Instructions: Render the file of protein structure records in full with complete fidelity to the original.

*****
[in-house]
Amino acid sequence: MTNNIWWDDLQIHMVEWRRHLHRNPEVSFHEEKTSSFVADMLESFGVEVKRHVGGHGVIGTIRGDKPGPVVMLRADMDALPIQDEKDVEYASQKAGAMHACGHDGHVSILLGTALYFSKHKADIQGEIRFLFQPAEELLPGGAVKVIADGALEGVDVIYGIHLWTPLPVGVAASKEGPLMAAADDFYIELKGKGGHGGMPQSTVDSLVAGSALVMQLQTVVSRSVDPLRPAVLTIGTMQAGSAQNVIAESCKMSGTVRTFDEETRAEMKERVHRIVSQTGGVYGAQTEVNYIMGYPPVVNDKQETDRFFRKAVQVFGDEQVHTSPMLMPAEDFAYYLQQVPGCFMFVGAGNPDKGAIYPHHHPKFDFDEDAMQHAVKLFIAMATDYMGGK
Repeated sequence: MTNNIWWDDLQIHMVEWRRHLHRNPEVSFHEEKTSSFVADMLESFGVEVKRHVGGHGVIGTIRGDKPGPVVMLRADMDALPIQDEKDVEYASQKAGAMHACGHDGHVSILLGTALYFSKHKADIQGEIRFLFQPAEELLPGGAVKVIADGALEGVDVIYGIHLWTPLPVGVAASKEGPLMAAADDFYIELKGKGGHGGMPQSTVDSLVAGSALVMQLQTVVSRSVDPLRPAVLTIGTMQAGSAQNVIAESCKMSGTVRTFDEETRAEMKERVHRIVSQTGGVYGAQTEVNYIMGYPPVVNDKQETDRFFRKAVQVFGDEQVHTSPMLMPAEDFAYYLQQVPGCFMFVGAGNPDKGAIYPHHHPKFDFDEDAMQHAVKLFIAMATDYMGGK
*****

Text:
[in-house]
Amino acid sequence: MTNNIWWDDLQIHMVEWRRHLHRNPEVSFHEEKTSSFVADMLESFGVEVKRHVGGHGVIGTIRGDKPGPVVMLRADMDALPIQDEKDVEYASQKAGAMHACGHDGHVSILLGTALYFSKHKADIQGEIRFLFQPAEELLPGGAVKVIADGALEGVDVIYGIHLWTPLPVGVAASKEGPLMAAADDFYIELKGKGGHGGMPQSTVDSLVAGSALVMQLQTVVSRSVDPLRPAVLTIGTMQAGSAQNVIAESCKMSGTVRTFDEETRAEMKERVHRIVSQTGGVYGAQTEVNYIMGYPPVVNDKQETDRFFRKAVQVFGDEQVHTSPMLMPAEDFAYYLQQVPGCFMFVGAGNPDKGAIYPHHHPKFDFDEDAMQHAVKLFIAMATDYMGGK
Repeated sequence: MTNNIWWDDLQIHMVEWRRHLHRNPEVSFHEEKTSSFVADMLESFGVEVKRHVGGHGVIGTIRGDKPGPVVMLRADMDALPIQDEKDVEYASQKAGAMHACGHDGHVSILLGTALYFSKHKADIQGEIRFLFQPAEELLPGGAVKVIADGALEGVDVIYGIHLWTPLPVGVAASKEGPLMAAADDFYIELKGKGGHGGMPQSTVDSLVAGSALVMQLQTVVSRSVDPLRPAVLTIGTMQAGSAQNVIAESCKMSGTVRTFDEETRAEMKERVHRIVSQTGGVYGAQTEVNYIMGYPPVVNDKQETDRFFRKAVQVFGDEQVHTSPMLMPAEDFAYYLQQVPGCFMFVGAGNPDKGAIYPHHHPKFDFDEDAMQHAVKLFIAMATDYMGGK